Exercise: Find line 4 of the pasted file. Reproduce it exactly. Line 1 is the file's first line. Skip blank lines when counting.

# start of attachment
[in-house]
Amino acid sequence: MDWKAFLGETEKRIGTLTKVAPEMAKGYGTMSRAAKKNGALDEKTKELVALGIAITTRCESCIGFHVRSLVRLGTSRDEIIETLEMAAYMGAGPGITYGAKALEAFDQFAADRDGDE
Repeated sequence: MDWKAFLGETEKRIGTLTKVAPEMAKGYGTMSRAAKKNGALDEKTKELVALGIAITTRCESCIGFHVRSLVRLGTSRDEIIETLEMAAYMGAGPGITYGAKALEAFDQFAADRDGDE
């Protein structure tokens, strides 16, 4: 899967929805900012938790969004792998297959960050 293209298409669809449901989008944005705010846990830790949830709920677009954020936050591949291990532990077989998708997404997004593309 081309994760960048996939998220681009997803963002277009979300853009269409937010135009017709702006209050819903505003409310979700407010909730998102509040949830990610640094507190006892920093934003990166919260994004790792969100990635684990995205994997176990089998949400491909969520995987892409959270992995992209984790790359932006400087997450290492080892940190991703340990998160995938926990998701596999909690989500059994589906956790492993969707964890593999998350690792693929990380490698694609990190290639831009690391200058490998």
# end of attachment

């Protein structure tokens, strides 16, 4: 899967929805900012938790969004792998297959960050 293209298409669809449901989008944005705010846990830790949830709920677009954020936050591949291990532990077989998708997404997004593309 081309994760960048996939998220681009997803963002277009979300853009269409937010135009017709702006209050819903505003409310979700407010909730998102509040949830990610640094507190006892920093934003990166919260994004790792969100990635684990995205994997176990089998949400491909969520995987892409959270992995992209984790790359932006400087997450290492080892940190991703340990998160995938926990998701596999909690989500059994589906956790492993969707964890593999998350690792693929990380490698694609990190290639831009690391200058490998």